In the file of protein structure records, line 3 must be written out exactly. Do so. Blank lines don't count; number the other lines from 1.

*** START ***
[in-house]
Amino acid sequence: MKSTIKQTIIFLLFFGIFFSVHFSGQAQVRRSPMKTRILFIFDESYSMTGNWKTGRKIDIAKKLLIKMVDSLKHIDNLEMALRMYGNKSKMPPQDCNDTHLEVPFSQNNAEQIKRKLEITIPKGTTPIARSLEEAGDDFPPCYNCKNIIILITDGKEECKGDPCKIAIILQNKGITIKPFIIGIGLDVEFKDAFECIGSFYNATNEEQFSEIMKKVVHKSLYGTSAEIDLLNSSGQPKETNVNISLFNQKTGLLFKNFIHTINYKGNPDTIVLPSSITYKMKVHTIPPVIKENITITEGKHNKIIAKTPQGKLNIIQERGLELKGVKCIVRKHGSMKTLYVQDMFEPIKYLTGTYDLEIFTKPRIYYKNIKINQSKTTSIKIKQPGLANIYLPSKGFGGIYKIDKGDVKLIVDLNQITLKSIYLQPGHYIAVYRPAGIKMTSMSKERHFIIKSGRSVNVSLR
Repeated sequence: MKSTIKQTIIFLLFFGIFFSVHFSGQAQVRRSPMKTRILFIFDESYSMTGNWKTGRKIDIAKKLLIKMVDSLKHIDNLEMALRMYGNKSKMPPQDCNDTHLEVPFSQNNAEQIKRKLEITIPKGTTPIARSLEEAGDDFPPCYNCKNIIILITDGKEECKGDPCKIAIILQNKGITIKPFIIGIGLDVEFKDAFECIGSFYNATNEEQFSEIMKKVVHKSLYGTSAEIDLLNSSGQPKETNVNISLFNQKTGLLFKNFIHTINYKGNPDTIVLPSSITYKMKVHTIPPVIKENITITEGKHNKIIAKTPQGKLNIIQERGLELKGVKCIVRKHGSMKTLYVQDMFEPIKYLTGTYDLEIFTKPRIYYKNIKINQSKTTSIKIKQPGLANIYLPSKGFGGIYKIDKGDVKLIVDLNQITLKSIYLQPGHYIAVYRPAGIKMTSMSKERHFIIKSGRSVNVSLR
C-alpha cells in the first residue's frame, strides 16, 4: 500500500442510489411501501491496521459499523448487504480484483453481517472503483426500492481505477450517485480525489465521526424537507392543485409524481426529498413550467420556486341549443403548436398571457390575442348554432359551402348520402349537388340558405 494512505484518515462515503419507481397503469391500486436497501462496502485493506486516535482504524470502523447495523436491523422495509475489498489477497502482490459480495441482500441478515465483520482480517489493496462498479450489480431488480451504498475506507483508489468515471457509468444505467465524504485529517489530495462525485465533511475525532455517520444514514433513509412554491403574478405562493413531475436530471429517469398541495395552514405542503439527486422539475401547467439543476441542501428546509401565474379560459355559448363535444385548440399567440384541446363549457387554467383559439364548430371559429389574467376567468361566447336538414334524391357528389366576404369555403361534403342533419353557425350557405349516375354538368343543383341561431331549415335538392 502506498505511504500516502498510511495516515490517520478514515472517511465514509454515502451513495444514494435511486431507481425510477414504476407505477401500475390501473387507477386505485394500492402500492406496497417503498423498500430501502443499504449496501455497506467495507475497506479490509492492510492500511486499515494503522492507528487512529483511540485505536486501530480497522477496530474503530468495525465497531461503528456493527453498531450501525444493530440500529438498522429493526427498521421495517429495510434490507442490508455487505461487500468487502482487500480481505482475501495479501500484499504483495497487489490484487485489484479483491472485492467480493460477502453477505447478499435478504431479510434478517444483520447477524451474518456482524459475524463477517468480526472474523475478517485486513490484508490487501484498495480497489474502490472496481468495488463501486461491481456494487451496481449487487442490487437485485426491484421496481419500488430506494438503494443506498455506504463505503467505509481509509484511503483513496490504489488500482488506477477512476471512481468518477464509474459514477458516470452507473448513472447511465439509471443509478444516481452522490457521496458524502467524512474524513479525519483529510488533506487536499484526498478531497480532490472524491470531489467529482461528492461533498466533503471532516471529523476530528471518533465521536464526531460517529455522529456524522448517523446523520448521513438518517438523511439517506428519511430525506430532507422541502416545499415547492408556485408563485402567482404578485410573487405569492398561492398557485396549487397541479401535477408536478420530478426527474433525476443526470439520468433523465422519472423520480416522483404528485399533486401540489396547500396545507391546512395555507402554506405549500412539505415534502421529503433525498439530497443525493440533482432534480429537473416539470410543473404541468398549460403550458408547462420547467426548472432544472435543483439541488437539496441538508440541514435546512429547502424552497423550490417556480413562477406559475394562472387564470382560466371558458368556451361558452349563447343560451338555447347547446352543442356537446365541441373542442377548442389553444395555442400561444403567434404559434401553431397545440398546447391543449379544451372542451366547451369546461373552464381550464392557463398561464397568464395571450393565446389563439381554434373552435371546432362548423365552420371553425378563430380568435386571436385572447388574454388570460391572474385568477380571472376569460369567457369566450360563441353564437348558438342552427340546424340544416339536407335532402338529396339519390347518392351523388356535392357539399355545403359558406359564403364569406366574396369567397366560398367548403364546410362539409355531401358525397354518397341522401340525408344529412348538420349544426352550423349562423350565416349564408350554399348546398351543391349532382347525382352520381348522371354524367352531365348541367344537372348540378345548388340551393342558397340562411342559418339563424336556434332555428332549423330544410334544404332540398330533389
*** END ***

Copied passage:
Repeated sequence: MKSTIKQTIIFLLFFGIFFSVHFSGQAQVRRSPMKTRILFIFDESYSMTGNWKTGRKIDIAKKLLIKMVDSLKHIDNLEMALRMYGNKSKMPPQDCNDTHLEVPFSQNNAEQIKRKLEITIPKGTTPIARSLEEAGDDFPPCYNCKNIIILITDGKEECKGDPCKIAIILQNKGITIKPFIIGIGLDVEFKDAFECIGSFYNATNEEQFSEIMKKVVHKSLYGTSAEIDLLNSSGQPKETNVNISLFNQKTGLLFKNFIHTINYKGNPDTIVLPSSITYKMKVHTIPPVIKENITITEGKHNKIIAKTPQGKLNIIQERGLELKGVKCIVRKHGSMKTLYVQDMFEPIKYLTGTYDLEIFTKPRIYYKNIKINQSKTTSIKIKQPGLANIYLPSKGFGGIYKIDKGDVKLIVDLNQITLKSIYLQPGHYIAVYRPAGIKMTSMSKERHFIIKSGRSVNVSLR